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Keeler: Stop the reckless talk of impeachment

Rep. Gary Ackerman during a news conference. (March

Rep. Gary Ackerman during a news conference. (March 5, 2010) Credit: Danielle Finkelstein

The man with the carnation in his lapel is finishing up three decades in the House of Representatives, but he's not going out quietly.

At a hearing last Thursday by the House Committee on Foreign Affairs, Rep. Gary Ackerman (D-Roslyn Heights) pulled no punches, making one of his final committee appearances one to remember. The subject was Benghazi.

You may have heard of it. If you haven't, put it this way: It's a subject so pressing that in closed hearings on Friday, it's the only thing the lawmakers reportedly discussed with former Central Intelligence Agency Director David Petraeus -- not that other subject, you know, Paula Broadwell.

So why is Benghazi a big deal?

First, and most important, four Americans, including U.S. Ambassador to Libya Chris Stevens, died in a September attack on the American consulate in Benghazi. Stevens loved Libya and Libyans, and he played a major role in the liberation of Benghazi during the uprising against the despotic regime of Moammar Gadhafi.

Second, Benghazi was -- and remains -- a political rallying cry. As events in Benghazi unfolded, Mitt Romney jumped in with premature and off-the-point criticism of President Barack Obama, adding an element of farce to a national tragedy. Well, the election is over, and Romney is slowly receding from the national stage. But Benghazi the rallying cry lingers.

If they can prove that Obama or his surrogates lied about Benghazi, some Republicans are doubtless thinking, the word Benghazi will appear in the articles of impeachment that they are already writing in their heads. Bang! Game over! In the theater of their minds, they still hear the honey-smooth echo of former Sen. Howard Baker's Watergate-era question about Richard Nixon: "What did the president know and when did he know it?"

Third, and vitally important for the future, Benghazi poses a legitimate question: Are our diplomats adequately protected? That's the issue that got Ackerman's anger going at last week's hearings in Washington.

"You know, the stench of hypocrisy that hangs over this city today emanates from this room," he said, listing some of the epithets his colleagues had hurled at Obama, in asking who was responsible for Benghazi.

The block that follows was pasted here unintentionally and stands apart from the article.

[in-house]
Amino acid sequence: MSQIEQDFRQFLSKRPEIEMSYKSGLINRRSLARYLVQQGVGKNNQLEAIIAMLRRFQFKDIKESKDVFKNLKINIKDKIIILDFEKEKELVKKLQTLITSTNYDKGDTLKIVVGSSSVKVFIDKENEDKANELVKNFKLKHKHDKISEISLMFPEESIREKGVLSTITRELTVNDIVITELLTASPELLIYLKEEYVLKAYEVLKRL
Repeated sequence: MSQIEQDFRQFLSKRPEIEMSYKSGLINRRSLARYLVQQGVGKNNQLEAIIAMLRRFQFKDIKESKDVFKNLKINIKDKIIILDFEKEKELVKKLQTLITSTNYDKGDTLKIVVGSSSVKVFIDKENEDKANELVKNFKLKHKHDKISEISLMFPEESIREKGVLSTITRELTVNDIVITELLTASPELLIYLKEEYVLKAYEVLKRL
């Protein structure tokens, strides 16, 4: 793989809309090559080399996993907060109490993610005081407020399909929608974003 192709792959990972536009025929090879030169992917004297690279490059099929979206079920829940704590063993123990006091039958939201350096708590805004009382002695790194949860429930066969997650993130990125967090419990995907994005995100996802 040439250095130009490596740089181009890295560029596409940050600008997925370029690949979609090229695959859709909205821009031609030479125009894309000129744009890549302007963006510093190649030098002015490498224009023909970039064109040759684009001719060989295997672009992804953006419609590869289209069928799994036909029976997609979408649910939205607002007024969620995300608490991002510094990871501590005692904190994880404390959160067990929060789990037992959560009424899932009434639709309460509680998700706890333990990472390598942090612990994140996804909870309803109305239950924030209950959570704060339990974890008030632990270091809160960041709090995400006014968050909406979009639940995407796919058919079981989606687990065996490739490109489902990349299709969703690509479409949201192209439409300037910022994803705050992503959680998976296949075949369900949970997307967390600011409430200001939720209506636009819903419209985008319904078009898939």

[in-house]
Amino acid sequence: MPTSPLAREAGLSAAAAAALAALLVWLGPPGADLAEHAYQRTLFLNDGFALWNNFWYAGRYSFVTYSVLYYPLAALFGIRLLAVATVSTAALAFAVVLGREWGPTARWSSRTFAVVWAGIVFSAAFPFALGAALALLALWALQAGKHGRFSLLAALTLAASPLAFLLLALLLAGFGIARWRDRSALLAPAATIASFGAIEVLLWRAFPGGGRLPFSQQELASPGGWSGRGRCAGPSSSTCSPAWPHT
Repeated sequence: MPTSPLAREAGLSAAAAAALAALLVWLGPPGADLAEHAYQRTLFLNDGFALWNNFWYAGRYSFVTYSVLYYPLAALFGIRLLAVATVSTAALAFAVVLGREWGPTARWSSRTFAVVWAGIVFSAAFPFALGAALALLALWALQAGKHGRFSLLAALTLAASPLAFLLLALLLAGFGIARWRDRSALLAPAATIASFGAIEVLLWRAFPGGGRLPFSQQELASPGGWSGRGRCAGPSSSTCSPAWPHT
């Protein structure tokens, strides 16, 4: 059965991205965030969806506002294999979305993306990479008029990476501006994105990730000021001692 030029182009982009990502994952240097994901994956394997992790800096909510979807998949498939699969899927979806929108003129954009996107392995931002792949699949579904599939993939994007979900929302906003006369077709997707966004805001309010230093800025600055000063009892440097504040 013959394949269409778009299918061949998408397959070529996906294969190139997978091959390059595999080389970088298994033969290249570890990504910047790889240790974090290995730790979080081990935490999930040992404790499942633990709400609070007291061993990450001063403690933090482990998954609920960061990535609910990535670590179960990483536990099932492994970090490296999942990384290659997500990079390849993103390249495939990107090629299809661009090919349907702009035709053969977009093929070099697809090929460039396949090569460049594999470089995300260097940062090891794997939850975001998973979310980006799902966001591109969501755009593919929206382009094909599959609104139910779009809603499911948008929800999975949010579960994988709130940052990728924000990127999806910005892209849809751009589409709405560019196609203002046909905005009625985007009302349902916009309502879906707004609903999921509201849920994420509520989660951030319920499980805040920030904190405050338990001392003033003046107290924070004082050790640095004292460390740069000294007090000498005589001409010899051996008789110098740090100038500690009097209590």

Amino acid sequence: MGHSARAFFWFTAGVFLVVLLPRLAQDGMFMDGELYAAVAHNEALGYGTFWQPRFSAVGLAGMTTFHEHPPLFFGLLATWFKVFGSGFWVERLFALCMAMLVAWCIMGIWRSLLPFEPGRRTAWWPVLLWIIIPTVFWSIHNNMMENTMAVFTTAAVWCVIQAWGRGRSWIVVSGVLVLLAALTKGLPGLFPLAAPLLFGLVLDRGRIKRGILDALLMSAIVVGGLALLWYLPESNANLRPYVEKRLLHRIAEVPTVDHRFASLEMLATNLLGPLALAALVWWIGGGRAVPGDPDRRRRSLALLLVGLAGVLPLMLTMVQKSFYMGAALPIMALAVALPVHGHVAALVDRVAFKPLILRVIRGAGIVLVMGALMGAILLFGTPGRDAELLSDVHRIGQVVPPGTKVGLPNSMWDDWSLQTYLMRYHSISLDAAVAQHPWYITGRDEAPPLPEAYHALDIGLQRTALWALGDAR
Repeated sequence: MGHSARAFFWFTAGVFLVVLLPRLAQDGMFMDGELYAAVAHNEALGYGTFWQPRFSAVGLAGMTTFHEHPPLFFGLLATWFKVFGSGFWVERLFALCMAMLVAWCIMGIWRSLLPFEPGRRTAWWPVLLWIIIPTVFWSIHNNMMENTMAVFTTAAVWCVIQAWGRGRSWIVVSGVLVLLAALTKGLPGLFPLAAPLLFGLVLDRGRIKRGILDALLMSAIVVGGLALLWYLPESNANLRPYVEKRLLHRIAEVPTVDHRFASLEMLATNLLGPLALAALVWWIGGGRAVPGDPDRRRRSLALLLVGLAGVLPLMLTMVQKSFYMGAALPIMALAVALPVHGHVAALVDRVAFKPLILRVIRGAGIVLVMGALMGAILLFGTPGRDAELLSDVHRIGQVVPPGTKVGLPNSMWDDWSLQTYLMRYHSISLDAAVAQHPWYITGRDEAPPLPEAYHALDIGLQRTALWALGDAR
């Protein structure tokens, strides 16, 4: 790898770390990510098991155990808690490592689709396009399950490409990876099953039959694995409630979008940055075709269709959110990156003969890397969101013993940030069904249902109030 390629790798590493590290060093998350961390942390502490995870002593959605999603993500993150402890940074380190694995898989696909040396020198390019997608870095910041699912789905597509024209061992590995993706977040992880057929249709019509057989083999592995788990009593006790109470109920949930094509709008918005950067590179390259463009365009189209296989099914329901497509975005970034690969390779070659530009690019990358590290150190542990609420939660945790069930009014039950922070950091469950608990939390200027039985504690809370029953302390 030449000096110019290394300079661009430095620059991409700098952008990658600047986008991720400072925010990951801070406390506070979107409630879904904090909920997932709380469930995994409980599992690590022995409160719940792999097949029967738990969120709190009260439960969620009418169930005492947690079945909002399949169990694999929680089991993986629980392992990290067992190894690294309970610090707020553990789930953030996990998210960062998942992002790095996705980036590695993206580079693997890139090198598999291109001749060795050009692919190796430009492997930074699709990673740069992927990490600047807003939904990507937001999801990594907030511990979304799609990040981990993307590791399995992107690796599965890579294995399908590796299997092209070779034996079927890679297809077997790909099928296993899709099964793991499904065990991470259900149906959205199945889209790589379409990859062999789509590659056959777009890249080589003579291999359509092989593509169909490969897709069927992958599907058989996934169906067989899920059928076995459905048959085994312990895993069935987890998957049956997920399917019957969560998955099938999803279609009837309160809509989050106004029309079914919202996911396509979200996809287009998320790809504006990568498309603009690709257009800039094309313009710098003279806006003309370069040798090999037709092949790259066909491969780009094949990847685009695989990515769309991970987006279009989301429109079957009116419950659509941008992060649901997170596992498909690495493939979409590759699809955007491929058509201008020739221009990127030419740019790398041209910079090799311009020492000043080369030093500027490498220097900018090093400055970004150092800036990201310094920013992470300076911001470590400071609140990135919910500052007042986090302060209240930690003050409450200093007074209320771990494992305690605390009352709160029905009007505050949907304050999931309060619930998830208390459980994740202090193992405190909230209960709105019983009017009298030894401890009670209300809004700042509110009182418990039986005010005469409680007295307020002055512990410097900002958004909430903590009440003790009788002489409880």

"If you want to know who is responsible in this town, buy yourself a mirror. Those of us who have been to the hearings and briefings and markups hear time and time again from our colleagues that, 'This costs too much money, and we have to make cuts.' Well, our 'evildoing, American-citizen-hating' administration requested a lot more money than we provided. They requested for worldwide security $440 million more than you guys wanted to provide, a quarter of a billion dollars in security upgrades that you refused to make in this committee. And then you have the audacity to come here and say, 'Why wasn't the protection of these people provided for?' And the answer is because you damn didn't provide it."

The committee also heard arguments that budgets had nothing to do with these deaths, and that a few more security guards might only have meant more dead Americans anyway. But two months after the deaths, the broader question remains: Are we spending enough on the security of our diplomats, and spending it wisely? And if intelligence failed us -- what a shocker, the CIA messing up -- let's fix it.

But can we please stifle the political bloodlust? If desire for impeachment is what's driving some lawmakers, they need to remember how badly the last impeachment served the nation. Despite that prolonged agony, Bill Clinton survived, left office with a high approval rating -- and now, even Republicans often sing his praises.

So let's not go there.

Bob Keeler is a member of the Newsday editorial board.

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